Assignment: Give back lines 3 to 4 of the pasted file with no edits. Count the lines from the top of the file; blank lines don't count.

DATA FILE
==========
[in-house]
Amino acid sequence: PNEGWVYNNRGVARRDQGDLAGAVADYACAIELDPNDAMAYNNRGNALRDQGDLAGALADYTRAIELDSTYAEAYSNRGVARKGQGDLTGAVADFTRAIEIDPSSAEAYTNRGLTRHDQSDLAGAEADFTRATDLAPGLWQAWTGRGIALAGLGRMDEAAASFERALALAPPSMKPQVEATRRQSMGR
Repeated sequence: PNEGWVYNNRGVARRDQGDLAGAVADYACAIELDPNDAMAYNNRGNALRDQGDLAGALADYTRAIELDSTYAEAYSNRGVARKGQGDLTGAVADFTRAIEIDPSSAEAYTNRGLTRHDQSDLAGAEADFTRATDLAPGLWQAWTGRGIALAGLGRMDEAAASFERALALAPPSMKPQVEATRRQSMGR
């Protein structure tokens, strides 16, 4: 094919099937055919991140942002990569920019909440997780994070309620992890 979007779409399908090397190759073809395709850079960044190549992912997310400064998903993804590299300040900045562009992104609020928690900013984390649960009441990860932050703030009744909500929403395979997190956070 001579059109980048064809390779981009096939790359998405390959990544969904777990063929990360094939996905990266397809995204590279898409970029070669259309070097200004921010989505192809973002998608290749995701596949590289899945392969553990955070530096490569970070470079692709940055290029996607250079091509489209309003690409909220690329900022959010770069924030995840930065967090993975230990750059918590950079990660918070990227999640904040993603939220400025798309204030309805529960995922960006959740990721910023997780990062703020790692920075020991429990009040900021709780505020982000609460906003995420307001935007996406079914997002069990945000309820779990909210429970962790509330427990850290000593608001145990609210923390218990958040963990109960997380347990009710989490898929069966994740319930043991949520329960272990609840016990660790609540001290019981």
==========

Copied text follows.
Repeated sequence: PNEGWVYNNRGVARRDQGDLAGAVADYACAIELDPNDAMAYNNRGNALRDQGDLAGALADYTRAIELDSTYAEAYSNRGVARKGQGDLTGAVADFTRAIEIDPSSAEAYTNRGLTRHDQSDLAGAEADFTRATDLAPGLWQAWTGRGIALAGLGRMDEAAASFERALALAPPSMKPQVEATRRQSMGR
């Protein structure tokens, strides 16, 4: 094919099937055919991140942002990569920019909440997780994070309620992890 979007779409399908090397190759073809395709850079960044190549992912997310400064998903993804590299300040900045562009992104609020928690900013984390649960009441990860932050703030009744909500929403395979997190956070 001579059109980048064809390779981009096939790359998405390959990544969904777990063929990360094939996905990266397809995204590279898409970029070669259309070097200004921010989505192809973002998608290749995701596949590289899945392969553990955070530096490569970070470079692709940055290029996607250079091509489209309003690409909220690329900022959010770069924030995840930065967090993975230990750059918590950079990660918070990227999640904040993603939220400025798309204030309805529960995922960006959740990721910023997780990062703020790692920075020991429990009040900021709780505020982000609460906003995420307001935007996406079914997002069990945000309820779990909210429970962790509330427990850290000593608001145990609210923390218990958040963990109960997380347990009710989490898929069966994740319930043991949520329960272990609840016990660790609540001290019981």